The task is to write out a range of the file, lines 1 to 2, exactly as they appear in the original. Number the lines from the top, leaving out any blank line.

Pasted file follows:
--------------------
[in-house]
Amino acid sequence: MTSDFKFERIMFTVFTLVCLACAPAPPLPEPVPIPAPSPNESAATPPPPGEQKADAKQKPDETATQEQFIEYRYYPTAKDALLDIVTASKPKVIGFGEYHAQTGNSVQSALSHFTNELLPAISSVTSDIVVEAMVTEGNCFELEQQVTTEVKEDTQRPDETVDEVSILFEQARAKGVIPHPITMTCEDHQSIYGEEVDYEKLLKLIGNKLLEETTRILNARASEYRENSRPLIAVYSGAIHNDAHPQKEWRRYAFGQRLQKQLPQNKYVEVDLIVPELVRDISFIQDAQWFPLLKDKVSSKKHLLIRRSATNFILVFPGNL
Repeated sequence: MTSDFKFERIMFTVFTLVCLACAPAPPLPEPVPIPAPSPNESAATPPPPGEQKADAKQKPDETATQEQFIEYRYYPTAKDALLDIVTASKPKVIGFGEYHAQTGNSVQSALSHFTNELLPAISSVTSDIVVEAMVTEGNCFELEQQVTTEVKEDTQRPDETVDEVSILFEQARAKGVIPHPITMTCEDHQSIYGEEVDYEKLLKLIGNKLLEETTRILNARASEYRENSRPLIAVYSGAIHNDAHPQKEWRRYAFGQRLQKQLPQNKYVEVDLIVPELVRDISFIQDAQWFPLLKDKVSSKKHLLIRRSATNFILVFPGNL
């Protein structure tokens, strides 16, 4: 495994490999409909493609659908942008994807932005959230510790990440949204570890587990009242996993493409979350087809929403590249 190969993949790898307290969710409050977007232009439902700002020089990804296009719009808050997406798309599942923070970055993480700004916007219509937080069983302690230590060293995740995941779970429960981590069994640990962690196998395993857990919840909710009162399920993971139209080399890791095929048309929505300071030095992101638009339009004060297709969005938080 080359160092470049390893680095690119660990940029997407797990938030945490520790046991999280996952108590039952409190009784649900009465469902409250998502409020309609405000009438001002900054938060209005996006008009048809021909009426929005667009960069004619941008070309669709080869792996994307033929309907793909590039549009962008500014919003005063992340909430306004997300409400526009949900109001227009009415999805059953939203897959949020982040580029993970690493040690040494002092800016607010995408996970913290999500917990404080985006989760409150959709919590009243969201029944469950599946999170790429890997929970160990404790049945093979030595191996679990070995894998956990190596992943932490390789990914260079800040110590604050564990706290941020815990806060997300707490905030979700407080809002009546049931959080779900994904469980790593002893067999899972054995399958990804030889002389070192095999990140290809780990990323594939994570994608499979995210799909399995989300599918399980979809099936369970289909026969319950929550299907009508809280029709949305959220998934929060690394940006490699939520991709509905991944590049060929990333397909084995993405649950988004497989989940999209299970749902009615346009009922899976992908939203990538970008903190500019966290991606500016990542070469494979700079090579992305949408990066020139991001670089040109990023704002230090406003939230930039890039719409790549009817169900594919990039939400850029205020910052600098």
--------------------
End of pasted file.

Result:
[in-house]
Amino acid sequence: MTSDFKFERIMFTVFTLVCLACAPAPPLPEPVPIPAPSPNESAATPPPPGEQKADAKQKPDETATQEQFIEYRYYPTAKDALLDIVTASKPKVIGFGEYHAQTGNSVQSALSHFTNELLPAISSVTSDIVVEAMVTEGNCFELEQQVTTEVKEDTQRPDETVDEVSILFEQARAKGVIPHPITMTCEDHQSIYGEEVDYEKLLKLIGNKLLEETTRILNARASEYRENSRPLIAVYSGAIHNDAHPQKEWRRYAFGQRLQKQLPQNKYVEVDLIVPELVRDISFIQDAQWFPLLKDKVSSKKHLLIRRSATNFILVFPGNL